Building a net-zero home for the long term
A Concord couple designs a home that produces as much energy as it uses—and allow its occupants to easily age in place.
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Harold and Laura Turner had a particularly ambitious list of goals when they set about designing their new house in Concord a few years ago. Like all prospective homeowners, they envisioned a beautiful, comfortable home. But they also wanted to build one that was self-sustaining in terms of energy (a net-zero home), that they could age into and that would serve as a leading-edge example of both kinds of houses—a kind of living laboratory so others could discover how to build more efficient and age-appropriate homes in the future.
photography by john w. hession
A three- season room allows Harold and Laura Turner to enjoy the comforts of home with views of the great outdoors.
The Turners’ home is in a rural neighborhood in the city of Concord, surrounded by 6.74 acres of conservation easement along the shore of Turtle Pond. The footage for the finished living space is 3,300 square feet, but Harold estimates the actual living space to be closer to 3,100, due to the thickness (about one foot) of the house’s walls. The two-level house is on a sloped piece of land, with grade access at both levels (the surrounding earth serves as insulation).
The upper level has all the rooms the Turners need on one floor, and includes living and sleeping areas as well as a kitchen, bathrooms and a washer/dryer. The lower level can accommodate guests and can also be used for a caregiver suite, should it be needed in the future, or for “multigenerational living” for extended family.
In addition to the home’s renewable-energy design, which includes geothermal heating and solar panels, all materials used were chosen with an eye for sustainability and durability.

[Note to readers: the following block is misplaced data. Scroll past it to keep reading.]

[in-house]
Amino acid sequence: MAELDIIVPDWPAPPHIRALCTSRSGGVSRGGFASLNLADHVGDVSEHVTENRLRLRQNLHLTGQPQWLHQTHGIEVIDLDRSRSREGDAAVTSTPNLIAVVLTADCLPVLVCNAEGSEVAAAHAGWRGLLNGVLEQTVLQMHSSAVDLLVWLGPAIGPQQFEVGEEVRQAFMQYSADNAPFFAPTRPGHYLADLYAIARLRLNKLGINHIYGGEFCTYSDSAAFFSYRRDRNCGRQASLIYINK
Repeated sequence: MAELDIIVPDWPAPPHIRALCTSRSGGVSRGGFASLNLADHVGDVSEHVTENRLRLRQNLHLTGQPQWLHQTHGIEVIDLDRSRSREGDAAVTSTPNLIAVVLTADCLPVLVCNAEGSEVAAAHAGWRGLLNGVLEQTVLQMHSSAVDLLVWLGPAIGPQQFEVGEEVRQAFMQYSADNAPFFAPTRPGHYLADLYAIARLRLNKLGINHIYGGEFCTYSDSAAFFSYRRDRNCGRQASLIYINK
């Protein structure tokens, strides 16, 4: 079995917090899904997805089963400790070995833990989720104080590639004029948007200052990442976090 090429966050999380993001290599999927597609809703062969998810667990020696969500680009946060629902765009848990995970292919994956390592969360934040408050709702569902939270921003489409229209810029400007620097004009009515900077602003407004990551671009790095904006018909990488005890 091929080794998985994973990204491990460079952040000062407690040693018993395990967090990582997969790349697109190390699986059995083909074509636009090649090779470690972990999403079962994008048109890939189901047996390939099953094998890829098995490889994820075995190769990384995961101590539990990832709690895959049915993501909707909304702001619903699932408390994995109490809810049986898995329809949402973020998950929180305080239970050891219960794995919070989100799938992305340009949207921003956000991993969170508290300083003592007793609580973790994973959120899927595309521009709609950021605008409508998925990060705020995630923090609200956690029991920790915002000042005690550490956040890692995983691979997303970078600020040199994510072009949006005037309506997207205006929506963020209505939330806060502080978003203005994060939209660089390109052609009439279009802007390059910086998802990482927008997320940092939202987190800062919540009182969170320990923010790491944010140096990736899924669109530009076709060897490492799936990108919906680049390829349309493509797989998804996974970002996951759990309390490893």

Given Harold’s role as president and chief executive officer of The H.L. Turner Group Inc.—a Concord-based team of architects, engineers and building scientists that is nationally recognized for award-winning environmental building design—it is not surprising that he embarked on a project like this. His home is dubbed the ROSE Cottage Project because it is constructed using the Turner Group’s ROSE (Renewable energy production, Owner driven spatial design, Sustainable building practices and Energy efficient construction) construction method.
“We didn’t build a house just for the sake of building a house,” Harold says. “We built it for ourselves but also as a demonstration project, as a kind of net-zero example for people who might want to do something similar.”
He continues to take numerous measurements of the house’s efficiency, and a great deal of documentation and helpful information can be found on the ROSE Cottage.
In addition, Harold and Laura viewed ROSE Cottage as a way to try out new materials and ideas that weren’t available when they built their last home in Goffstown thirty years ago. “Even five years ago, not many people were talking about net-zero energy homes,” Harold says. “Ideas and materials for energy efficiency are evolving at a rapid rate now, and the possibilities for creating a self-sustaining home are more numerous than before.”
Aging in place
The Turners had another motivation for building a new home: they were now a family of two instead of four. With two grown children, Harold and Laura began considering a different home style where they could remain for the long term.
An island with seating for six allows the Turners to entertain guests while preparing meals in the kitchen.
“The entire house was designed around aging in place,” Laura says. That meant one-floor living, other adaptations and a home design that won’t require a scientist to operate.
“We wanted a home that wasn’t so ‘smart’ that you can’t run it when you’re older,” Harold says. “We all know we won’t be as sharp as we think we’re going to be.”
Planning for a reduced footprint
The Turners started planning their new home about five years ago. From the start, they wanted to find land in Concord near Harold’s office, so his commute would be shorter. He can now drive, bike, or walk the approximately two miles to the office. Construction began in the summer of 2011 with the garage, which served as a dry storage space for the on-site contractors, as well as providing solar-powered electricity for the balance of the construction period via the photovoltaic (PV) panels on the roof.
The home’s main/upper level has a master suite and everything the Turners need to operate on a daily basis: kitchen, laundry, master suite, living and dining rooms. There are three steps into the house through a front or garage entry, but there is also a ramp leading from the garage to the side-entry door. Right now, the lower level of the house has two guest bedrooms along with a small kitchen, living room, laundry room and full bathroom.